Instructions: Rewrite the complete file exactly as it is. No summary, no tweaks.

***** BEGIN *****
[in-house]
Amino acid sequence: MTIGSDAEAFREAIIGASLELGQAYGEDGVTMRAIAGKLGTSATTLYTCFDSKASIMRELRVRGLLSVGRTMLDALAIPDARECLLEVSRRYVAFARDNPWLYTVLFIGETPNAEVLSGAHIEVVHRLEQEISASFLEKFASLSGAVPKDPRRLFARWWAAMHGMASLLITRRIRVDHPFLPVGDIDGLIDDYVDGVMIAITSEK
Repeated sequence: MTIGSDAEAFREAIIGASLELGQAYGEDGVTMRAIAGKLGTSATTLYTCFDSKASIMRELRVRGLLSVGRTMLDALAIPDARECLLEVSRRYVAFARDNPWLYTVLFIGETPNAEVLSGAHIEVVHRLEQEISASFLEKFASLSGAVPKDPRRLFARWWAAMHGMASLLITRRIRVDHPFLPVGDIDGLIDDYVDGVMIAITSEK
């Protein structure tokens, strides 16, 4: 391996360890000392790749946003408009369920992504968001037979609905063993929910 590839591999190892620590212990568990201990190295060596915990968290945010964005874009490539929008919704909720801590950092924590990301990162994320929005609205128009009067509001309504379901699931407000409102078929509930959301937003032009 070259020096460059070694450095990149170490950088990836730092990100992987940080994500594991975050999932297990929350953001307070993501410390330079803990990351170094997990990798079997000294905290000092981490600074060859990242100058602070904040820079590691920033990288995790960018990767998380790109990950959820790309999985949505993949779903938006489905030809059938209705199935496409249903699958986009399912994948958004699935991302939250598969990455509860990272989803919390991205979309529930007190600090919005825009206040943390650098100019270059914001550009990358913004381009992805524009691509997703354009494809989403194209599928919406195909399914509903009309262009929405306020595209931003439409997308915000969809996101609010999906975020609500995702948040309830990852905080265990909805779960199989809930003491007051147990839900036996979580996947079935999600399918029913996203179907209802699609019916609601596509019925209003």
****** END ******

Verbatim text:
[in-house]
Amino acid sequence: MTIGSDAEAFREAIIGASLELGQAYGEDGVTMRAIAGKLGTSATTLYTCFDSKASIMRELRVRGLLSVGRTMLDALAIPDARECLLEVSRRYVAFARDNPWLYTVLFIGETPNAEVLSGAHIEVVHRLEQEISASFLEKFASLSGAVPKDPRRLFARWWAAMHGMASLLITRRIRVDHPFLPVGDIDGLIDDYVDGVMIAITSEK
Repeated sequence: MTIGSDAEAFREAIIGASLELGQAYGEDGVTMRAIAGKLGTSATTLYTCFDSKASIMRELRVRGLLSVGRTMLDALAIPDARECLLEVSRRYVAFARDNPWLYTVLFIGETPNAEVLSGAHIEVVHRLEQEISASFLEKFASLSGAVPKDPRRLFARWWAAMHGMASLLITRRIRVDHPFLPVGDIDGLIDDYVDGVMIAITSEK
């Protein structure tokens, strides 16, 4: 391996360890000392790749946003408009369920992504968001037979609905063993929910 590839591999190892620590212990568990201990190295060596915990968290945010964005874009490539929008919704909720801590950092924590990301990162994320929005609205128009009067509001309504379901699931407000409102078929509930959301937003032009 070259020096460059070694450095990149170490950088990836730092990100992987940080994500594991975050999932297990929350953001307070993501410390330079803990990351170094997990990798079997000294905290000092981490600074060859990242100058602070904040820079590691920033990288995790960018990767998380790109990950959820790309999985949505993949779903938006489905030809059938209705199935496409249903699958986009399912994948958004699935991302939250598969990455509860990272989803919390991205979309529930007190600090919005825009206040943390650098100019270059914001550009990358913004381009992805524009691509997703354009494809989403194209599928919406195909399914509903009309262009929405306020595209931003439409997308915000969809996101609010999906975020609500995702948040309830990852905080265990909805779960199989809930003491007051147990839900036996979580996947079935999600399918029913996203179907209802699609019916609601596509019925209003």